01 May 2008

bikefix Exclusive Review: Topeak PrepStand Pro repair stand

While most of us probably started working on our bikes upside-down in the garage, leaning against a workbench or hanging by the saddle from a hook in the basement ceiling, there comes a point when a proper bicycloe repair stand is very helpful. There is a wide range of models available, from inexpensive collapsable models through stable portables to professional models that weigh close to 100 pounds. While the best-known models come from Park and Ultimate, there are a number of unique and viable models available from other companies- including Topeak.

My positive experience with Topeak's Dual Touch bike storage played a large part in my decision to try the company's PrepStand Pro. The two model PrepStand line feature a collapsing tripod base, much like the portable speaker one sees at concerts and no doubt informed by Ultimate's successful use of a similar design. Solid composite joints and aluminum quick-release levers connect the aluminum tripod base to a 2-part telescoping 6061 aluminum trunk. The jucntion that supports the clamp arm is meaty aluminum, as is the arm itself. What sets the $280 PrepStand Pro apart from the less expensive ($215) PrepStand Elite (and from other repair stands on the market) is the digital scale integrated into the arm. At the end of the arm is a fairly simple clamp that can be closed around a wide variety of tube shapes by turning a small-ish knob. It all packs into an included 46x7x7 padded carry case, which is convenient for those without a dedicated workshop or for traveling to friends' or races.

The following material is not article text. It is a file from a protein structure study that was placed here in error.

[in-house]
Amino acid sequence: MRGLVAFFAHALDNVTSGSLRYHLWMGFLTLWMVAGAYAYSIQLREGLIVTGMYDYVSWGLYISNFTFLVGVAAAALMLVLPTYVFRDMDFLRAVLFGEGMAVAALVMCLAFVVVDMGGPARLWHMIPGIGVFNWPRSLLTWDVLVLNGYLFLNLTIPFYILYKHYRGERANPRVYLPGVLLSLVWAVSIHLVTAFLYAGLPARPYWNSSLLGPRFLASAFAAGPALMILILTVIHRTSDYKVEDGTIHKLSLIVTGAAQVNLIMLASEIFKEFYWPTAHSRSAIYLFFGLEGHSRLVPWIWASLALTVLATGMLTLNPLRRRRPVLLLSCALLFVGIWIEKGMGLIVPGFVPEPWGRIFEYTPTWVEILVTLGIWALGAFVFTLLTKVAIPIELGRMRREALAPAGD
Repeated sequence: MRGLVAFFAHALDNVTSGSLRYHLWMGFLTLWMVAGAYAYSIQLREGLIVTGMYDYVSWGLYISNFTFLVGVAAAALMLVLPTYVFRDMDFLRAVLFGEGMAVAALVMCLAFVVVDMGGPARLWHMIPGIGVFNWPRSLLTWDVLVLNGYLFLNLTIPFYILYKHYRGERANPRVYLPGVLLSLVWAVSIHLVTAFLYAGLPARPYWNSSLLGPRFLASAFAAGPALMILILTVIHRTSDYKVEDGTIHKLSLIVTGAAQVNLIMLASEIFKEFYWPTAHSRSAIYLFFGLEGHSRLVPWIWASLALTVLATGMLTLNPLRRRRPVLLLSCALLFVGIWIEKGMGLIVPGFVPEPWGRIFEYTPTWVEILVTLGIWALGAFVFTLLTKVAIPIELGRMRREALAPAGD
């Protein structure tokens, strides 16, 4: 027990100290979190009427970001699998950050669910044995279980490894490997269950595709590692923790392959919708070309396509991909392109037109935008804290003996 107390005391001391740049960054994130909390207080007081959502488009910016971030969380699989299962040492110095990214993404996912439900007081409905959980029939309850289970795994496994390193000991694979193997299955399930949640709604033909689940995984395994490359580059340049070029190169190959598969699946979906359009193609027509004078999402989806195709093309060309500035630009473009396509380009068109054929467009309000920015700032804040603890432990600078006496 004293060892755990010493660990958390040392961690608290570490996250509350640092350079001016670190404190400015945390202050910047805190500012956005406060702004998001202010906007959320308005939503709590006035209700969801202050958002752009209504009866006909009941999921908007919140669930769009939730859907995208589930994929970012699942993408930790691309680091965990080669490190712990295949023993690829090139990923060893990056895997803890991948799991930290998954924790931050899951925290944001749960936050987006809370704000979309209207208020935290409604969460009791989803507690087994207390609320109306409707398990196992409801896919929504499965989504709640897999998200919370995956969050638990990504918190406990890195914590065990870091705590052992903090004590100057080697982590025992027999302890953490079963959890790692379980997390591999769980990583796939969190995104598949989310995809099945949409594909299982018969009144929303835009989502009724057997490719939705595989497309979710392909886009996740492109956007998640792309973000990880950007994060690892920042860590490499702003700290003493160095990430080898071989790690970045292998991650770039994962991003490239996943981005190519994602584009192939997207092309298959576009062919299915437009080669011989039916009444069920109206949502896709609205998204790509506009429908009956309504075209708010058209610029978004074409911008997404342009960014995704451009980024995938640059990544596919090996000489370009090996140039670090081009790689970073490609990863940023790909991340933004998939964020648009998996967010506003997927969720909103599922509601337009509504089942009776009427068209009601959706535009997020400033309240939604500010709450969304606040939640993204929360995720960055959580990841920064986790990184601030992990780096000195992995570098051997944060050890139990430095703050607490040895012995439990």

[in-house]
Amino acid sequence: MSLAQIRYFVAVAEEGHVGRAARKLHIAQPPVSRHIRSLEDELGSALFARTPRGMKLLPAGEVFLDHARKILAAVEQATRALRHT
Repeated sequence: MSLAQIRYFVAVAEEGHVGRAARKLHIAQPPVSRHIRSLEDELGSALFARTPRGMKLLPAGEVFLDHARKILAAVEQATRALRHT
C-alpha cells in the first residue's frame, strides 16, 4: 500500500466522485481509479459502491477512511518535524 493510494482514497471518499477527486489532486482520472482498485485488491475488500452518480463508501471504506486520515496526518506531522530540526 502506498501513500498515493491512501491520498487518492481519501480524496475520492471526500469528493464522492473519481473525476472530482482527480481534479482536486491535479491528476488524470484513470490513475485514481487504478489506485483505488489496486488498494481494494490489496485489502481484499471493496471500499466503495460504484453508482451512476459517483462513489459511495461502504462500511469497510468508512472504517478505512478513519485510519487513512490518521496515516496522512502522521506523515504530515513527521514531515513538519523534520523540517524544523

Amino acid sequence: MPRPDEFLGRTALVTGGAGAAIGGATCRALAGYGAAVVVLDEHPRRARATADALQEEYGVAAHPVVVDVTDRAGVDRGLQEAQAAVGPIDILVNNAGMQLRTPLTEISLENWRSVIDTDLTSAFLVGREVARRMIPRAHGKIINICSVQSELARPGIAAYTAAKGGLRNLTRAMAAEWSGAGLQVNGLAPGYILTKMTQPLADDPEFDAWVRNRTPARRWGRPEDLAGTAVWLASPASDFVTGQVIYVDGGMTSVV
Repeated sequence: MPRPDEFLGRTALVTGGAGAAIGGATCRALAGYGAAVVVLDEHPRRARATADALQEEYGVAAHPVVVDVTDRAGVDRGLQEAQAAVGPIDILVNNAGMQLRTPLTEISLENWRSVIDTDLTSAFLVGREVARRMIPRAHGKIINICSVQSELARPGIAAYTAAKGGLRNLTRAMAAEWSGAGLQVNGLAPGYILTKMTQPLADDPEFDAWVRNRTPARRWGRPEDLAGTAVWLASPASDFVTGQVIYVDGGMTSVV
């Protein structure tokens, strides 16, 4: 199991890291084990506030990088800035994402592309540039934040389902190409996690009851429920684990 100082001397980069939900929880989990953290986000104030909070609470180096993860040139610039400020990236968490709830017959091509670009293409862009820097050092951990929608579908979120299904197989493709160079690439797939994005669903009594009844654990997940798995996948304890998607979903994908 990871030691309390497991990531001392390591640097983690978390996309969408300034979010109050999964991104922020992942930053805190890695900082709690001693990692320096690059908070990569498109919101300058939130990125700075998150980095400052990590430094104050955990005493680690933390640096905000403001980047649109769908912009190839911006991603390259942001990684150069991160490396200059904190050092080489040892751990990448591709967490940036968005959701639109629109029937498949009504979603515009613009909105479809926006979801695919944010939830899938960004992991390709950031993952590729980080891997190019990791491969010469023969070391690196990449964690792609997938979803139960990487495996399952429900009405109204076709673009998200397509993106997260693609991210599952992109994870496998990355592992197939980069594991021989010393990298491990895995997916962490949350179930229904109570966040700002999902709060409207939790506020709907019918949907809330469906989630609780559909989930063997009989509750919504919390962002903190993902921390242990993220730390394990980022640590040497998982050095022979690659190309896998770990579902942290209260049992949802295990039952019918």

While very stable when set up, the long legs that give the 12lb PrepStand its solidity can be a bit of a hassle. The 120 degree spacing of the legs mean that, when two are aganist a wall, the third tends to get underfoot. My biggest complaint, however, comes from the clamp. The clamping threads seem to have an intermediate thread that is neither quick to close nor provides as much clamping force as a 30lb mountain bike really calls for. A larger knob and/or some sort of free spinning "suicide knob" would no doubt help (though it may compromise portability). Also, while the clamp can be rotated 360 degrees, the serrated faces that prevent the clamp from moving once in place make adjusting a bike's angle difficult- the adjustment knob must be backed out quite a bit and the bike's weight supported while being repositioned. Compared to friction adjustments on competing stands, this can be a bit of a hassle. Collapsing the PrepStand, on the other hand, is a breeze, and it takes well under a minute to collapse the stand and place it in the carry bag, which is nicely made and fits very well.

The scale, which is located on the clamping arm, is handy, although with a 20g resoulution, it seems better suited to satisfying curiosity than anything else. I can't speak to its accuracy, but do use it from time to time (which QRs are lighter?), and complete bikes can be easily weighed by hanginf them from the nose of the saddle.

It's been a few years since I purchased my PrepStand Pro. In that time, it has proven both reliable and sturdy. Because its ease of use isn't quite that of competing stands, I probably wouldn't seek it out. The materials used and most of the design are top-notch, though, and with a revised clamp and rotation mechanisms, though, it would be one of the nicest and most compact repair stands I've seen.

marc

www.topeak.com

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